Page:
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June 14th, 2012
BRIDPORT — Sen. Harold Giard, D-Bridport, who has represented Addison County and Brandon in the state senate for the past eight years, will not seek a fifth consecutive term in the state’s highest chamber this November.
Giard confirmed this news during an interview with the Addison Independent late Wednesday afternoon. He said his decision was made out of respect for Vermont’s citizen Legislature and out of a desire to allow someone else to serve in a role he has found so fulfilling during the past eight years.
BRISTOL — After almost two years of negotiation, the Addison Northeast Supervisory Union’s negotiating committee and teachers’ union this week came to an agreement on a teachers’ contract.
The exact terms of the new contract, which were ironed out Monday night in executive session negotiations, haven’t yet been released. But Lanny Smith, lead negotiator for the school boards, said that the terms will be made public after the first school board votes on the new contracts.
MIDDLEBURY — Students were told to eat their vegetables, be wary of advice, experience life, succumb to positive peer pressure, follow their passions and excite their imaginations at Middlebury Union High School’s graduation last Saturday at Memorial Sports Center.
VERGENNES — Last Friday, 111 Vergennes Union High School seniors marched to the podium to accept their diplomas in front of an audience packed full of family and friends.
Over the course of the ceremony, the seniors received plenty of advice and encouragement to guide them along their postgraduate paths.
BRISTOL — Mount Abraham Union High School on Saturday sent 143 freshly minted graduates into the world with good wishes wrapped in prose, song and the letter “P.”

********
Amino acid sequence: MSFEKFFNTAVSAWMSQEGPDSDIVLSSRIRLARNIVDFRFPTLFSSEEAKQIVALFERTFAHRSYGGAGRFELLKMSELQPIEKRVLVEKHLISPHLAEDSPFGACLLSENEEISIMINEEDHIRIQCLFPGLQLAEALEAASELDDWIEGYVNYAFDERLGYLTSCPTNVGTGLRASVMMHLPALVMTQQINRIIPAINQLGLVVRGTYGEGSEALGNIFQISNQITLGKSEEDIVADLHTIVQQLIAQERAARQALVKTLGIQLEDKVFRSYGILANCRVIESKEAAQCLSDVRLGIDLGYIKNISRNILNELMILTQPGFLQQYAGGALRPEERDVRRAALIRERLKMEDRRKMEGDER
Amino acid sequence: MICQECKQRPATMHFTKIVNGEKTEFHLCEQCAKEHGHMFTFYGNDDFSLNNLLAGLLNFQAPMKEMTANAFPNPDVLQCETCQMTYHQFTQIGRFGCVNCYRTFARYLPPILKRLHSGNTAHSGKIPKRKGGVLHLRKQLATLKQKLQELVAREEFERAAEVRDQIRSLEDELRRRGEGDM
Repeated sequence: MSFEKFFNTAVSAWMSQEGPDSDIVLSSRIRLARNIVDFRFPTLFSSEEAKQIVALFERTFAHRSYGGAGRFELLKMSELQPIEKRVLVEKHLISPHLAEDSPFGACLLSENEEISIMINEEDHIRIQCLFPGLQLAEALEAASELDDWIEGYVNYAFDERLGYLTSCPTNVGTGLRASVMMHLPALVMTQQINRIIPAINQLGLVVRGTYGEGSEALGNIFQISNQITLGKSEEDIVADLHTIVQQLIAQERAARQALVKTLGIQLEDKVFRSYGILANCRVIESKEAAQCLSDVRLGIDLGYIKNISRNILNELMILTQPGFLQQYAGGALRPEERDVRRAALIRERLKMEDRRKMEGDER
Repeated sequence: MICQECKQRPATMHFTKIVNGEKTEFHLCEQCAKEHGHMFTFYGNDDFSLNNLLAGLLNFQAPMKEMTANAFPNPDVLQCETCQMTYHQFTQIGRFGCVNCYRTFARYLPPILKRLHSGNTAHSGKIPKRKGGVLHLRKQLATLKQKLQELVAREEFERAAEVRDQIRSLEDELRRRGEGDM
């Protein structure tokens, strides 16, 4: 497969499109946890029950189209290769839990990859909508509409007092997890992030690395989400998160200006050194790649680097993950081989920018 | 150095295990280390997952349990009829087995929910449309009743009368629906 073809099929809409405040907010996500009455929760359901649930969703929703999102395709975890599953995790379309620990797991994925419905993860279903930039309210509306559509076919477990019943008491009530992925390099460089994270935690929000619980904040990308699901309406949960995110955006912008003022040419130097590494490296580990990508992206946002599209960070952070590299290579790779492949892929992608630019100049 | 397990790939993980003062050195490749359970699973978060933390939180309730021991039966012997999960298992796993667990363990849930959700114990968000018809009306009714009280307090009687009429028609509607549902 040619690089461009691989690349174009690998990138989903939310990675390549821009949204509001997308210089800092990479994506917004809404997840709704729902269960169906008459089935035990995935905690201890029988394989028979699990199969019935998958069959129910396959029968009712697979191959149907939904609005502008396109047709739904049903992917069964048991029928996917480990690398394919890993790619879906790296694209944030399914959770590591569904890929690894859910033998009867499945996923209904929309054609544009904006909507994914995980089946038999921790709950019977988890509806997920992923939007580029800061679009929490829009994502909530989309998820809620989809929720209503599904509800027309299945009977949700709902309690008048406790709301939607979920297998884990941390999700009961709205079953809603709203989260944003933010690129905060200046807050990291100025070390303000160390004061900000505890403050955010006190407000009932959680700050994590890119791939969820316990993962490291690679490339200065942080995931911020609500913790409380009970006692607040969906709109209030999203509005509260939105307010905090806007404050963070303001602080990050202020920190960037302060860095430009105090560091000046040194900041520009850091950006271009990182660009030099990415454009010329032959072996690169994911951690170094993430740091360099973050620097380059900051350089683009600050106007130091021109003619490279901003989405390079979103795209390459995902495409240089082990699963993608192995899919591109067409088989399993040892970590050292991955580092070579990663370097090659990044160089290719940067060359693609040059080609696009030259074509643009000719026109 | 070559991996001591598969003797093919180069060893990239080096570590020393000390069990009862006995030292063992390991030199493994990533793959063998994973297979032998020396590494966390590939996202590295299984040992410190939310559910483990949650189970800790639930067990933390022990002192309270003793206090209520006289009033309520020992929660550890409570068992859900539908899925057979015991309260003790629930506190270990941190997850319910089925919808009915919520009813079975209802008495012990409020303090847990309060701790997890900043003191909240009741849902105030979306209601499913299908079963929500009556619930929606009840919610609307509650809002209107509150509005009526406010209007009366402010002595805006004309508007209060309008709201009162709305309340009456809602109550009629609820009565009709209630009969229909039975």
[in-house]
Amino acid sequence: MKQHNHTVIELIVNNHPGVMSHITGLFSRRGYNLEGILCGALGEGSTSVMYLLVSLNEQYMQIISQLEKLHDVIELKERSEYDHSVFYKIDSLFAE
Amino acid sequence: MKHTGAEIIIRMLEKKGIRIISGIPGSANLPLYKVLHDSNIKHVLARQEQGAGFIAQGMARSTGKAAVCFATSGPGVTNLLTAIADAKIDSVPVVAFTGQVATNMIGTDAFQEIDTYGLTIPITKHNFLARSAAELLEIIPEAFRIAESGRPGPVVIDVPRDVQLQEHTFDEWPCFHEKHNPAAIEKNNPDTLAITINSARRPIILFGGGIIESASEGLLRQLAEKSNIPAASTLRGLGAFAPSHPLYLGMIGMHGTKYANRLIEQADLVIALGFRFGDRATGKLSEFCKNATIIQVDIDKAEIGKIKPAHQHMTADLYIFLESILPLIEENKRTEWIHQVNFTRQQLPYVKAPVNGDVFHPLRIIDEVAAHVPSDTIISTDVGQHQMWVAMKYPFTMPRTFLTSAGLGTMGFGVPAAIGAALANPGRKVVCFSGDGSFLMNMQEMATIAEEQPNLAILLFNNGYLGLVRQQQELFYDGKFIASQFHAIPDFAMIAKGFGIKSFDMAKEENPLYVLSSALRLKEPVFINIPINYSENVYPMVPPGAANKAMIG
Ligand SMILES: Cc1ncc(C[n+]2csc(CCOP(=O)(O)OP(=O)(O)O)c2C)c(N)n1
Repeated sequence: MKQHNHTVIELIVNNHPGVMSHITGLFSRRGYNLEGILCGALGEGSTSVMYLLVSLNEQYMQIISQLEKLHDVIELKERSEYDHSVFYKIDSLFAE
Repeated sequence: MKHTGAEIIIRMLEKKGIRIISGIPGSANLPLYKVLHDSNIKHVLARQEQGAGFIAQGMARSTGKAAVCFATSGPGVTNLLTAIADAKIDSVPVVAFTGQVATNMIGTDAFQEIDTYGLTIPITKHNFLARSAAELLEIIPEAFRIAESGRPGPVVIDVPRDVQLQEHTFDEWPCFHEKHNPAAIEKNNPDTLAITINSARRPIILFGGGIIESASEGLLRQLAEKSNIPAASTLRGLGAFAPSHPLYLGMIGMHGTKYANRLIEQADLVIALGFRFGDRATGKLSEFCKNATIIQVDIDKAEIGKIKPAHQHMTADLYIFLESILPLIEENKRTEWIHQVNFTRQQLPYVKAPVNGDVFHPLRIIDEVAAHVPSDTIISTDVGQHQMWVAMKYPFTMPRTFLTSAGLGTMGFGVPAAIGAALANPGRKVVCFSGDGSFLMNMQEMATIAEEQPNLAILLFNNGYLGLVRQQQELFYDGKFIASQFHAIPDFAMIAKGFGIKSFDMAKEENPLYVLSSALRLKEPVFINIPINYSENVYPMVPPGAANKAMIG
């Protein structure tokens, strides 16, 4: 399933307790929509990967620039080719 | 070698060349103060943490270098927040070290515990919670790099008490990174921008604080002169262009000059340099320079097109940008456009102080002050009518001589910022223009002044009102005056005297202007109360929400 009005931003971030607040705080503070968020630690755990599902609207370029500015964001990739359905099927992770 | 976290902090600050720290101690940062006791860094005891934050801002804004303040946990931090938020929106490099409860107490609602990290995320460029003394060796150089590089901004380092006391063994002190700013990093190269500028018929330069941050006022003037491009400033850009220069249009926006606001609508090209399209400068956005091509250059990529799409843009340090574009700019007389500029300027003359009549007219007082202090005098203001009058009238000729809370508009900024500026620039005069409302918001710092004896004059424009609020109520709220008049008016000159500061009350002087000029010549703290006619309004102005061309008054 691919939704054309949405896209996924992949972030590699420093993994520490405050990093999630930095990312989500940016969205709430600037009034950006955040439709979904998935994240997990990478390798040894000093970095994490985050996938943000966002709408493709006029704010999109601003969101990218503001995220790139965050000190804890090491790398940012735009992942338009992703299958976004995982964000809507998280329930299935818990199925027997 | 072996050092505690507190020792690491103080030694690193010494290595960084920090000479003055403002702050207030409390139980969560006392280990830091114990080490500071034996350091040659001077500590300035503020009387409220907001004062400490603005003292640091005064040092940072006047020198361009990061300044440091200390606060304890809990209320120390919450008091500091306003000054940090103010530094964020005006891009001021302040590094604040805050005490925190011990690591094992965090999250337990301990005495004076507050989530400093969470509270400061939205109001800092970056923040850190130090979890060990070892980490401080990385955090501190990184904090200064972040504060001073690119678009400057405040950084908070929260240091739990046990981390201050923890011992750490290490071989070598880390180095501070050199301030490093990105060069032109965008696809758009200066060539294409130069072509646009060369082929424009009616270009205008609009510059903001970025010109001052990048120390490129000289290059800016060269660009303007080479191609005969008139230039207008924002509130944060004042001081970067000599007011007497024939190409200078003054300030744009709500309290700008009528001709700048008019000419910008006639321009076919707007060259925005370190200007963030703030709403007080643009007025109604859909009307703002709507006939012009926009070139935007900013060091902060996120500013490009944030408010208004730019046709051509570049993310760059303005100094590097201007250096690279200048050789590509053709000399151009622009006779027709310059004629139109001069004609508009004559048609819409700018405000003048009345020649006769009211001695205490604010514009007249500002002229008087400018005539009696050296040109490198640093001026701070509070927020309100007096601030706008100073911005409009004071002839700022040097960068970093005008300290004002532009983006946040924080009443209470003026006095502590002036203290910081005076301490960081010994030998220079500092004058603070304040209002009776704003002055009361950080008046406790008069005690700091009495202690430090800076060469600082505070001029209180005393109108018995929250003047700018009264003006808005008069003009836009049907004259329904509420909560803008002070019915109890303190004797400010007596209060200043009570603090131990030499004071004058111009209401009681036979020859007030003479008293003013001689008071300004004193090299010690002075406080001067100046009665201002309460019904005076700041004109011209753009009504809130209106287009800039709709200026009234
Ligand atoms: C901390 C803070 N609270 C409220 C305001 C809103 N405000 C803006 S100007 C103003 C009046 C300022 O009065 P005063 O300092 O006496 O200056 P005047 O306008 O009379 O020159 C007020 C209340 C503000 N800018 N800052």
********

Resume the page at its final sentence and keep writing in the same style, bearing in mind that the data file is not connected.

“Prepare yourself for a panoramic, pragmatic, participatory promenade through powerful, profound prose that may seem pedantic, and please refrain from propelling projectiles until the pronounced peroration point prevails,” graduation speaker Scott Beckwith, an MAUHS social studies teacher, urged the seniors in an alliterative tongue twister.
MIDDLEBURY — The town of Middlebury will delay major reconstruction of South Street in wake of much higher-than-anticipated bids for the work, though the selectboard is reviewing some traffic calming measures that could be installed on the busy road in the meantime.
South Street and Green Mountain Place had been in line for a major overhaul, in large part to allow for replacement of water and sewer infrastructure. The surface of South Street has also fallen into disrepair over the years.
MIDDLEBURY — To many it might seem daunting to head straight from classes at Middlebury College to designing a business model and outreach campaign for an established business, but Allen Hoffman doesn’t think so.
For eight weeks this summer, Hoffman is working with the owners of Café Alta Gracia — a nonprofit, fair-trade coffee company — to create a new business plan for the firm, which buys and processes coffee beans from the Dominican Republic.
BRISTOL — The oldest town building in Bristol, Howden Hall, is about to get what officials say are some much-needed upgrades.
With roughly $75,000 in the town’s Howden Hall Capital Reserve Fund, the Howden Hall Committee — with the selectboard’s approval — is moving ahead with electrical upgrades, moisture reduction measures, weatherization improvements and possibly some wheel-chair accessibility measures.
At a meeting last week, the Bristol selectboard hired project manager Ed Hanson at a rate of $50 an hour to oversee the process.